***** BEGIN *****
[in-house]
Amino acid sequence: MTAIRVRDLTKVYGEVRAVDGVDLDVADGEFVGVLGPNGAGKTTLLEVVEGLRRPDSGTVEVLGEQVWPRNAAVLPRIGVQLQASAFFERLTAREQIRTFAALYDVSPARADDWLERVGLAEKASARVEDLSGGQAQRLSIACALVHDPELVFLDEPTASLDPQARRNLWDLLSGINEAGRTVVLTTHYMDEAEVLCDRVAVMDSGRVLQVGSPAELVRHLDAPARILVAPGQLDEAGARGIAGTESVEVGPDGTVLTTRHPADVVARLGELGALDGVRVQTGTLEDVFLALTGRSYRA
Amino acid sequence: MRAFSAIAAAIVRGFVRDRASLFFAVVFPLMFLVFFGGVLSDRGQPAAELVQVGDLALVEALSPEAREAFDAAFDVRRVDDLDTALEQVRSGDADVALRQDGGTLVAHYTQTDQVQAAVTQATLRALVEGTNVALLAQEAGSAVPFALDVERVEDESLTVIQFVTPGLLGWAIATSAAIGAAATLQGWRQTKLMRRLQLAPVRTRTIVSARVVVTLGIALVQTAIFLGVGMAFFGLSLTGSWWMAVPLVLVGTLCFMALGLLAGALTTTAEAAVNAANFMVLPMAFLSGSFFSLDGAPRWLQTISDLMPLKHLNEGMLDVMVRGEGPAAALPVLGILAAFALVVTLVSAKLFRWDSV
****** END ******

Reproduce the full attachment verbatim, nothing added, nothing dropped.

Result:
[in-house]
Amino acid sequence: MTAIRVRDLTKVYGEVRAVDGVDLDVADGEFVGVLGPNGAGKTTLLEVVEGLRRPDSGTVEVLGEQVWPRNAAVLPRIGVQLQASAFFERLTAREQIRTFAALYDVSPARADDWLERVGLAEKASARVEDLSGGQAQRLSIACALVHDPELVFLDEPTASLDPQARRNLWDLLSGINEAGRTVVLTTHYMDEAEVLCDRVAVMDSGRVLQVGSPAELVRHLDAPARILVAPGQLDEAGARGIAGTESVEVGPDGTVLTTRHPADVVARLGELGALDGVRVQTGTLEDVFLALTGRSYRA
Amino acid sequence: MRAFSAIAAAIVRGFVRDRASLFFAVVFPLMFLVFFGGVLSDRGQPAAELVQVGDLALVEALSPEAREAFDAAFDVRRVDDLDTALEQVRSGDADVALRQDGGTLVAHYTQTDQVQAAVTQATLRALVEGTNVALLAQEAGSAVPFALDVERVEDESLTVIQFVTPGLLGWAIATSAAIGAAATLQGWRQTKLMRRLQLAPVRTRTIVSARVVVTLGIALVQTAIFLGVGMAFFGLSLTGSWWMAVPLVLVGTLCFMALGLLAGALTTTAEAAVNAANFMVLPMAFLSGSFFSLDGAPRWLQTISDLMPLKHLNEGMLDVMVRGEGPAAALPVLGILAAFALVVTLVSAKLFRWDSV